- Hard to argue with a business that went from $0 to $1MM in revenue in a year.
- Super boring business model that I understand.
- Lean team and great margins.
I figured out how to add highlights in Gutenberg via HTML:
<ul> <li> <span style="background-color: rgb(232, 234, 235);"> <b><i>Good: </i></b> <i>Smile Direct Club raised $380 million at a valuation of $3.2 billion in October 2018.</i> </span> </li> </ul>
|1. Ssyndicate lead has >5 years investing and >1 unicorn investment||Fail|
|2. A startup that is based in SV||Fail (Holladay/Salt Lake City, Utah)|
|3. Has at least 2 founders||Pass|
|4. Has product in the market||Pass: Yes|
|5. 6 months of continuous user growth or revenue.||Pass: Revenue grew from $0 to $1MM in 2018|
|6. Notable investors?||Fail: Bootstrapped, heck yeah|
|7. Post-funding, will have 18 months of runway||Pass: Yes, incurred 113k in second half of 2017, so 226k annual, raised $738k.|
|8. Proprietary technology?||Fail|
|9. Network effects?||Fail|
|10. Economies of scale?||Pass|
|11. Great branding?||Pass: (Huzzah for UX cofounder)|
- The Engineering question: Bad: betting on the kiosk
- The Timing question: Good: Smile Direct Club raised $380 million at a valuation of $3.2 billion in October 2018.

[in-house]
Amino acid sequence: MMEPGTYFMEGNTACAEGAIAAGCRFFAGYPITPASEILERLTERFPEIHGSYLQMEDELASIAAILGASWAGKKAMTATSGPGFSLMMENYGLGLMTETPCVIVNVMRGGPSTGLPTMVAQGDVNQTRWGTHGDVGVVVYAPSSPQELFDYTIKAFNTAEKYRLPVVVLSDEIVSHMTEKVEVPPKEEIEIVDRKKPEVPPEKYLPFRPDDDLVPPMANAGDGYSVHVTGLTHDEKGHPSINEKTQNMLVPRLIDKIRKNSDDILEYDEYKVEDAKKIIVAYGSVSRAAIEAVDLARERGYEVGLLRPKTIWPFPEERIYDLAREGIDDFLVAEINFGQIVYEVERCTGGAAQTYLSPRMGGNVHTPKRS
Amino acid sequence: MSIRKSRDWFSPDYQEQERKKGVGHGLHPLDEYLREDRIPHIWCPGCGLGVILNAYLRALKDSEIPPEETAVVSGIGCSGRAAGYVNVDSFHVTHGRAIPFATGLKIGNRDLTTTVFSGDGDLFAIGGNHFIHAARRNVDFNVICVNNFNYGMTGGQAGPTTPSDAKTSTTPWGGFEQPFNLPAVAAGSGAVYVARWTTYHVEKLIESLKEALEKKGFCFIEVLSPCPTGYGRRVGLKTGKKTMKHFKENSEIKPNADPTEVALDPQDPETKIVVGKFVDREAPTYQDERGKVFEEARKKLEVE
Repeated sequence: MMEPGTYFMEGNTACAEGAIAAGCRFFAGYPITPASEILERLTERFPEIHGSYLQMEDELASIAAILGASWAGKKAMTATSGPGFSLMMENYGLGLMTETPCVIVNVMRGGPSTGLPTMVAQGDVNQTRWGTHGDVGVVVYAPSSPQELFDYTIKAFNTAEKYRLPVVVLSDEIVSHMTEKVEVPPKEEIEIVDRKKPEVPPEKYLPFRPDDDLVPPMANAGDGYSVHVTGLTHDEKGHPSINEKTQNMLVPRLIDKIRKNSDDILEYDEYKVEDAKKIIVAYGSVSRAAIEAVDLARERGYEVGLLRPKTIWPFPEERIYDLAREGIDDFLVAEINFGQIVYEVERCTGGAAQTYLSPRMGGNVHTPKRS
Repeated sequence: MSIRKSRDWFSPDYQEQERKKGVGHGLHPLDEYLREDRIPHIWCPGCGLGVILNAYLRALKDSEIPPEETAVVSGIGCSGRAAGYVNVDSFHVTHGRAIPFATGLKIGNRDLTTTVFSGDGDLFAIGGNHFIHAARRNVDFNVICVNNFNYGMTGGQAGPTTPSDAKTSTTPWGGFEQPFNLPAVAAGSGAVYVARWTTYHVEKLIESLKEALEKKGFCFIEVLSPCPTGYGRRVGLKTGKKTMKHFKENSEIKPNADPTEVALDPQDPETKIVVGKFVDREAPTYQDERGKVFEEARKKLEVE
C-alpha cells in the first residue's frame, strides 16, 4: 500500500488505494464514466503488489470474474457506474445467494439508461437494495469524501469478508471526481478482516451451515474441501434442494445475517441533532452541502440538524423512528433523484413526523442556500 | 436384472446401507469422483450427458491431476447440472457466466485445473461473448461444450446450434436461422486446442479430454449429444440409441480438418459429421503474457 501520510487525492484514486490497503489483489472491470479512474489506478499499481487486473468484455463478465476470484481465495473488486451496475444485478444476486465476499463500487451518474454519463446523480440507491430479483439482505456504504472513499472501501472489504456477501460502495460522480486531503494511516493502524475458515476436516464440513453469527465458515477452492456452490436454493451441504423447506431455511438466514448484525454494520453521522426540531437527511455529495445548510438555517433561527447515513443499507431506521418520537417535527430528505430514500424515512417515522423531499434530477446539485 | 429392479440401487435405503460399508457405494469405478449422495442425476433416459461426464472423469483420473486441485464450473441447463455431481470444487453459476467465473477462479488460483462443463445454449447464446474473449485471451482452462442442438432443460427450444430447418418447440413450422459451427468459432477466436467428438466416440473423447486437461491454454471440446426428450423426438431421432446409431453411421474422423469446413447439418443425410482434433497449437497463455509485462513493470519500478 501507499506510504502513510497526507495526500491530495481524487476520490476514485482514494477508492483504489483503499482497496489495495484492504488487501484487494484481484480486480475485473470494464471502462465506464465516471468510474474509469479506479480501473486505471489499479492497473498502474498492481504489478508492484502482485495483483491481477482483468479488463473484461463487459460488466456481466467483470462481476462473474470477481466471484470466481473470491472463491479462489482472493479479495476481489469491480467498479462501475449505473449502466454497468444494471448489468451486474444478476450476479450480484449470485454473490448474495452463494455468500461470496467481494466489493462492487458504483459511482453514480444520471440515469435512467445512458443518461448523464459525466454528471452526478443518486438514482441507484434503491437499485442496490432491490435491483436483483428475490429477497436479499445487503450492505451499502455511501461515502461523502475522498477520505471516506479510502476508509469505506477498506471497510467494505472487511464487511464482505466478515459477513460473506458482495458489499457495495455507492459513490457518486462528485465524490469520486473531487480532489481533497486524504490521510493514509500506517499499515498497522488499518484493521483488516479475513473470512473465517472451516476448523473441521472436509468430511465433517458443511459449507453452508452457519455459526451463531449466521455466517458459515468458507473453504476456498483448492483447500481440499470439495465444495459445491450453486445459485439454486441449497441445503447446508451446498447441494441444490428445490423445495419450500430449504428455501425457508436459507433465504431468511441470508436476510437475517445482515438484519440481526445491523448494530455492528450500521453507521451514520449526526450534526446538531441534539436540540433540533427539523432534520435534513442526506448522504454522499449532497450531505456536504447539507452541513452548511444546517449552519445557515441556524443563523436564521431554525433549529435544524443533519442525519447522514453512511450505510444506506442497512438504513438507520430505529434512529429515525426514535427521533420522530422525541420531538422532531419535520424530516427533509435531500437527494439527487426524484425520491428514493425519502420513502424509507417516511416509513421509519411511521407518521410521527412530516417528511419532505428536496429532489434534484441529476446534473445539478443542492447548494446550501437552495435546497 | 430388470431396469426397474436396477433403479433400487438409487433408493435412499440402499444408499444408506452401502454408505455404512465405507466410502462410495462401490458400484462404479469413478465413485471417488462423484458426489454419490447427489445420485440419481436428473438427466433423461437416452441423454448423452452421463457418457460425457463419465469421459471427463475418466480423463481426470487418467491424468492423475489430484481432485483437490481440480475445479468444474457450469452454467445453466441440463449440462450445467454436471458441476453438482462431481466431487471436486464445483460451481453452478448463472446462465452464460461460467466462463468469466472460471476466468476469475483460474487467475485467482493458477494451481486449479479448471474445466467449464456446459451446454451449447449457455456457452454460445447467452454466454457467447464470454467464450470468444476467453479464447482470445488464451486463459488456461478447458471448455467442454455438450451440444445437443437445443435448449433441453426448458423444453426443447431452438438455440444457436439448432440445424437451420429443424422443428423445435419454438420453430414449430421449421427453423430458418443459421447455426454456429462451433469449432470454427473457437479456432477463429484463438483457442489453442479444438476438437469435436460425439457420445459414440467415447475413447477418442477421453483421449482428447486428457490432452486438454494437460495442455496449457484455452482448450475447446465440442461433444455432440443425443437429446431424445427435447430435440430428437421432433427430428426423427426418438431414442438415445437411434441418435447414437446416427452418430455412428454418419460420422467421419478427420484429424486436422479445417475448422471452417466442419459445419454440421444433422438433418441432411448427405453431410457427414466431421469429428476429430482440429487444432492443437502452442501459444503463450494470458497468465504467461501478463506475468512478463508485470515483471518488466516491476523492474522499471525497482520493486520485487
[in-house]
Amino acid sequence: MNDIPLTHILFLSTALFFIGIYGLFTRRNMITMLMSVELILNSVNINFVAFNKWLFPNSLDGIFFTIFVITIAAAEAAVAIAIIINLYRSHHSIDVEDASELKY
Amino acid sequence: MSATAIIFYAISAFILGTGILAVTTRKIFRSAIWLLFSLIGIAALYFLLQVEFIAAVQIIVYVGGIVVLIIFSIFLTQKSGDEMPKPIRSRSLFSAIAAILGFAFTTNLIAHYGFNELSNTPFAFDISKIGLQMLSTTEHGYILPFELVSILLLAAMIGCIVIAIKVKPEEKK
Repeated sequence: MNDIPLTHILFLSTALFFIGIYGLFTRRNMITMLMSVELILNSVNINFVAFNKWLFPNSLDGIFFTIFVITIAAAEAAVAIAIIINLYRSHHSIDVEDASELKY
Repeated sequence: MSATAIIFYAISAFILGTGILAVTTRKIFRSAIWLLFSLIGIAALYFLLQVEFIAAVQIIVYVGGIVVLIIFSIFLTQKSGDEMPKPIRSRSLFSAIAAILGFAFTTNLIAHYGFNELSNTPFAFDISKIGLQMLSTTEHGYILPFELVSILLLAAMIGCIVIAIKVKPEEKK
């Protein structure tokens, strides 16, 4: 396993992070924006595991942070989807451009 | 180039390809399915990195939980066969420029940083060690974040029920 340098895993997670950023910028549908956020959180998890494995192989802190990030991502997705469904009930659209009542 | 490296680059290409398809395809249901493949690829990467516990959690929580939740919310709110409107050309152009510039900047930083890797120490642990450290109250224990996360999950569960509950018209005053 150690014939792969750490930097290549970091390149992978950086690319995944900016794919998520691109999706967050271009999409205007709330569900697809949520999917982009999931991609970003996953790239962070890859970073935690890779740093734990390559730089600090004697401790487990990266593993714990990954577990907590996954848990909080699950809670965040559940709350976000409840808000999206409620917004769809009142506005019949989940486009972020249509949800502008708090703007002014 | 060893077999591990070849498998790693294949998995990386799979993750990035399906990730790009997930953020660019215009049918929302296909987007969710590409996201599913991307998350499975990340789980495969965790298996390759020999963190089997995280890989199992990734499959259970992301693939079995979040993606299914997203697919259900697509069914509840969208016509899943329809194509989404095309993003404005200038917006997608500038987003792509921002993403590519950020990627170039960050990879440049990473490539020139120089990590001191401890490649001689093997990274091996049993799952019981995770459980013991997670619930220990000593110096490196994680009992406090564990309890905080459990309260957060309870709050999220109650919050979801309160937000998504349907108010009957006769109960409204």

- The monopoly question: Bad: not sure why this would be a winner-take-all market. Should be a fairly profitable and straightforward e-commerce play.
- The people question: Good: Startup professionals who were both reasonably senior at exit to start this company. Bootstrapped.
- The distribution question: Good (with a catch): Smile Love is making a big bet on these kiosks. Uncertain what a growth channel this will be. Otherwise, online economics are good.
- The durability question: Bad (by default): not sure how much innovation is going on in the teeth aligning space. Unless someone comes out with a radically cheaper and/or better solution. should be durable.
- The secret question: Bad (by default): people want great teeth, and apparently InvisAlign (Smile Direct Club) is not the best solution.
What has to go right for the startup to return money on investment:
- Growth of this market continues.
- Either proprietary technology is developed or the company develops something more defensible. Somewhat skeptical about this kiosk, but certainly gaining a unique brand and distribution channel would be key.
- This company is less of a venture investment and more of a play in e-commerce. I’m 100% fine with that, but good to clear expectations. There are plenty of lucrative e-commerce plays (Chewy.com, Dollar Shave Club, Bonobos)
What the Risks Are
- Competition: will Smile Direct Club take its gigantic war chest to choke its competitors a la Amazon and Diapers.com?
- Technology: whoever Smile Love’s supplier is, what’s to stop another firm from licensing the technology and doing what Smile Love is doing?
- Ambition: this business looks like an amazing lifestyle business, and given the governance structure, unsure what the liquidity event would be.
02/16/22: Just saw this in my SeedInvest holding account